*Dialog. cum Tryph. p. 296, 297.
Pro Christ. Apolog. 2, p. 74; Dialog cum Tryph. p. 273.
† Ibid. p. 259, 260.
§ Ibid. p. 338. ** Page 754, 755.
Ibid. p. 364.
cross." Monsieur Daille's second instance only declares that kind and tender manner in which God sent his Son into the world. His third sets forth Justin's sentiments concerning the heathens, which will be considered in a proper place. And his fourth and last only shows, that it is the will of God that all should be saved; meaning, that all men shall be raised from the dead; against those that deny the doctrine of the resurrection; or that it is the will of God that some of all sorts should be saved, referring to the apostle's words and sense in 1 Tim. ii. 4.
ECCLESIA SMYRNENSIS. A. D. 169.
THE church at Smyrna wrote a letter to the churches in Pontus, and to the church at Philomelium, as it is thought, about the year 169, giving an account of the sufferings of some martyrs, and particularly of Polycarp, their former bishop; in which they take notice of the stupidity of some persons, who used their interest to prevent the Christians having the dead body of Polycarp given them; lest leaving their crucified Christ, they should begin to worship him; being ignorant, say they *, that we can never leave that Christ, Tоv vπeр tηs tov παντος κόσμου των σωζόμενων σωτηρίας παθοντα, “ who suffered for the salvation of the whole world of them that are saved, nor worship any other." This passage Monsieur Daille† thinks makes nothing to the purpose, since it does not deny that Christ died for others besides those who are really saved. But surely if these pious Christians had believed that Christ died for all men, for them that are saved, and for them that are not saved, they would never have expressed themselves in this restrictive manner; but would have chose to have carried the extent of Christ's sufferings and death to the utmost, when they were declaring their great regard for him, and the great benefit of salvation men receive by him. Besides, these words manifestly show, in what sense this very ancient church understood those universal phrases, the world, the whole world, and all men, in Scripture, for whom Christ is said to give himself and die, and for whose sins he is said to be a propitiation; that these design a certain number of men that are and will be saved. As to the version of Ruffinus, urged by this author, rendering the passage thus, "who endured death for the salvation of the whole world," it is not worthy of regard, since it is an imperfect one, omitting the words for σwCoμevor. And here I choose to take notice των σωζομενων. of a citation made by Monsieur Daille‡, and after him by Dr. Whitby§, out of an epistle of Polycarp, bishop of this church at Smyrna, said to be written A.D. 107, to the Philippians, in which he thus speaks concerning Christ, "who," says he, "will come to judge the quick and the dead ; ου το αιμα εκζητήσει ο Θεος απο των απειθούντων αυτω, whose blood God will require of them that believed not in him;" from whence they conclude, that according to this ancient venerable bishop, * Epist. Eccles. Smyrn. apud Euseb, Eccles. Hist. 1. 4, c. 15, p. 134.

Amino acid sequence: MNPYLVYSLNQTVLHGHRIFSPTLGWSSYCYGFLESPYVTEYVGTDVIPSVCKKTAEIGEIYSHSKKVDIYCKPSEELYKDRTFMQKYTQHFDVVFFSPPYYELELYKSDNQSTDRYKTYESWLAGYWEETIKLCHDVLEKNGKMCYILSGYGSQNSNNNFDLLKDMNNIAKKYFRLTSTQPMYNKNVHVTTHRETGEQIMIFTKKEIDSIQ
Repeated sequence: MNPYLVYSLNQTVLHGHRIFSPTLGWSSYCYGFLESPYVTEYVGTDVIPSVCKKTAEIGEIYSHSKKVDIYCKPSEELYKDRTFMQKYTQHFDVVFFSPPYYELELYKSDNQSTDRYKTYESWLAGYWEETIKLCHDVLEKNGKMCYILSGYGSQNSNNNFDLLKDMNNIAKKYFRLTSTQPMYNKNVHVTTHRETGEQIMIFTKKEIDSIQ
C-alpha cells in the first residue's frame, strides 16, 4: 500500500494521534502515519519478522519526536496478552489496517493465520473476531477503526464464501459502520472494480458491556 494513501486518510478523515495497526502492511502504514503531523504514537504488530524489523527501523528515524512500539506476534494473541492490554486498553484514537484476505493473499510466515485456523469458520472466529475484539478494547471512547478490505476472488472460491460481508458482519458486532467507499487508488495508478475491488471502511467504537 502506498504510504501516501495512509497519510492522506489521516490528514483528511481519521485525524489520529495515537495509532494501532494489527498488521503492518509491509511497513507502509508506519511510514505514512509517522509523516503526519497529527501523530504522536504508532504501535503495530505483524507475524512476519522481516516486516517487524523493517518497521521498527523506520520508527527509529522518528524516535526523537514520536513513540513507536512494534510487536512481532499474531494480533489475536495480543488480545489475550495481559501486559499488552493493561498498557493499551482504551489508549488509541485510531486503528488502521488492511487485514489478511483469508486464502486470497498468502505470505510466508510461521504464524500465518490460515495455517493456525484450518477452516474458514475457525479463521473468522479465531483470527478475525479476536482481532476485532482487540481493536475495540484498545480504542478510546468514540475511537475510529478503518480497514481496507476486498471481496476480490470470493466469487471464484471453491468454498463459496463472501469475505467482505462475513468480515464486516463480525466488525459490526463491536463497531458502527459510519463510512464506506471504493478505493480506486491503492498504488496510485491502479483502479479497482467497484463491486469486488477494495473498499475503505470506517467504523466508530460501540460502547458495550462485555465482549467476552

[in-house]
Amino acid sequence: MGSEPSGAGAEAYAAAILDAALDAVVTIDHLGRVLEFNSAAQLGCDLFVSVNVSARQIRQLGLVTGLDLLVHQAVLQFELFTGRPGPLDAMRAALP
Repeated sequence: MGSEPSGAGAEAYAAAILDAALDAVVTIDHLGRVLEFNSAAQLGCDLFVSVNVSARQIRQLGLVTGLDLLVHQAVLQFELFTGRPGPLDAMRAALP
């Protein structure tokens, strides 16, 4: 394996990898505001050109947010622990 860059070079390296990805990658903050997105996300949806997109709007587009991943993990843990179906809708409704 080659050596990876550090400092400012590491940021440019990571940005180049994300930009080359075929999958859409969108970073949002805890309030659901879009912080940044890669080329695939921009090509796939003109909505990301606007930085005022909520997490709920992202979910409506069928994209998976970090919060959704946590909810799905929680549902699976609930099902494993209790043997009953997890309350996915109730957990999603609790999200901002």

† Page 945.
§ Postscript to the Discourse, &c. p. 567; ed. 2. 544.